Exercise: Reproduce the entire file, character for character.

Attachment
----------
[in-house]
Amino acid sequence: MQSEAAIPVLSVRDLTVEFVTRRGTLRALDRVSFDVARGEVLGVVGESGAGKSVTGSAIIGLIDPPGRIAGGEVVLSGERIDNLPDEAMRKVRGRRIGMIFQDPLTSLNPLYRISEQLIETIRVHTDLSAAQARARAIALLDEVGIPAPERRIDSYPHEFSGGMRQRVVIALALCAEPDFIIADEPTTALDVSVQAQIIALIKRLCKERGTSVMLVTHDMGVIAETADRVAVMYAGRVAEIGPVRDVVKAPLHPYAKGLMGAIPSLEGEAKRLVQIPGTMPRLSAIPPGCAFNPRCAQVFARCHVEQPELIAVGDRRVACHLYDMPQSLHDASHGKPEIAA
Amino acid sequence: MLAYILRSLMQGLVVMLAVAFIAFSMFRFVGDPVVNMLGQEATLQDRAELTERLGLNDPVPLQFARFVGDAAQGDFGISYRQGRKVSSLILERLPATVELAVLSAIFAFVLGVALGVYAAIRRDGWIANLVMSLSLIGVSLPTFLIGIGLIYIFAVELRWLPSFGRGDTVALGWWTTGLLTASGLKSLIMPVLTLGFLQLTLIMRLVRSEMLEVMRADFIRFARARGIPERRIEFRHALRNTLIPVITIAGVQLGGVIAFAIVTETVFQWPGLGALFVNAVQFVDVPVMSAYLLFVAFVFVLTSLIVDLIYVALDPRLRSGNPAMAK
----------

[in-house]
Amino acid sequence: MQSEAAIPVLSVRDLTVEFVTRRGTLRALDRVSFDVARGEVLGVVGESGAGKSVTGSAIIGLIDPPGRIAGGEVVLSGERIDNLPDEAMRKVRGRRIGMIFQDPLTSLNPLYRISEQLIETIRVHTDLSAAQARARAIALLDEVGIPAPERRIDSYPHEFSGGMRQRVVIALALCAEPDFIIADEPTTALDVSVQAQIIALIKRLCKERGTSVMLVTHDMGVIAETADRVAVMYAGRVAEIGPVRDVVKAPLHPYAKGLMGAIPSLEGEAKRLVQIPGTMPRLSAIPPGCAFNPRCAQVFARCHVEQPELIAVGDRRVACHLYDMPQSLHDASHGKPEIAA
Amino acid sequence: MLAYILRSLMQGLVVMLAVAFIAFSMFRFVGDPVVNMLGQEATLQDRAELTERLGLNDPVPLQFARFVGDAAQGDFGISYRQGRKVSSLILERLPATVELAVLSAIFAFVLGVALGVYAAIRRDGWIANLVMSLSLIGVSLPTFLIGIGLIYIFAVELRWLPSFGRGDTVALGWWTTGLLTASGLKSLIMPVLTLGFLQLTLIMRLVRSEMLEVMRADFIRFARARGIPERRIEFRHALRNTLIPVITIAGVQLGGVIAFAIVTETVFQWPGLGALFVNAVQFVDVPVMSAYLLFVAFVFVLTSLIVDLIYVALDPRLRSGNPAMAK